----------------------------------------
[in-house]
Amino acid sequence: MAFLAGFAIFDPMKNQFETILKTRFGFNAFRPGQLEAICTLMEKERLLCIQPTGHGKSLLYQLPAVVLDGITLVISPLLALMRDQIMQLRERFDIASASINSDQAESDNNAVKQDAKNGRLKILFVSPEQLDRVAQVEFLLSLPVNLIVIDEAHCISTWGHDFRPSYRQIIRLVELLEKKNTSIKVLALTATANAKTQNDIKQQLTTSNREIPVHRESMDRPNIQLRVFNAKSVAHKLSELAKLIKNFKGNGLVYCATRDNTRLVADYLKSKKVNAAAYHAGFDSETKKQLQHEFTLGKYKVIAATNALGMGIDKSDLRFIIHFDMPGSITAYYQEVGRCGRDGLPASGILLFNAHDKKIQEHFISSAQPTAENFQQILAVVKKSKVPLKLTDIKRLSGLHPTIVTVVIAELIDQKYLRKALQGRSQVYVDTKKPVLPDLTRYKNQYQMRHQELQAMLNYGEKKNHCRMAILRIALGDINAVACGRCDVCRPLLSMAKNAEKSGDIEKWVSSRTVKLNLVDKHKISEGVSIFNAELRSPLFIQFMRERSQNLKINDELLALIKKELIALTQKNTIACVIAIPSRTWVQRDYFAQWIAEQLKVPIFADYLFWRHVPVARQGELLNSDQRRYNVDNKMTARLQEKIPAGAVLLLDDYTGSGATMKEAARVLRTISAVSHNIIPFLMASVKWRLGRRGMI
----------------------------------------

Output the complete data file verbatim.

[in-house]
Amino acid sequence: MAFLAGFAIFDPMKNQFETILKTRFGFNAFRPGQLEAICTLMEKERLLCIQPTGHGKSLLYQLPAVVLDGITLVISPLLALMRDQIMQLRERFDIASASINSDQAESDNNAVKQDAKNGRLKILFVSPEQLDRVAQVEFLLSLPVNLIVIDEAHCISTWGHDFRPSYRQIIRLVELLEKKNTSIKVLALTATANAKTQNDIKQQLTTSNREIPVHRESMDRPNIQLRVFNAKSVAHKLSELAKLIKNFKGNGLVYCATRDNTRLVADYLKSKKVNAAAYHAGFDSETKKQLQHEFTLGKYKVIAATNALGMGIDKSDLRFIIHFDMPGSITAYYQEVGRCGRDGLPASGILLFNAHDKKIQEHFISSAQPTAENFQQILAVVKKSKVPLKLTDIKRLSGLHPTIVTVVIAELIDQKYLRKALQGRSQVYVDTKKPVLPDLTRYKNQYQMRHQELQAMLNYGEKKNHCRMAILRIALGDINAVACGRCDVCRPLLSMAKNAEKSGDIEKWVSSRTVKLNLVDKHKISEGVSIFNAELRSPLFIQFMRERSQNLKINDELLALIKKELIALTQKNTIACVIAIPSRTWVQRDYFAQWIAEQLKVPIFADYLFWRHVPVARQGELLNSDQRRYNVDNKMTARLQEKIPAGAVLLLDDYTGSGATMKEAARVLRTISAVSHNIIPFLMASVKWRLGRRGMI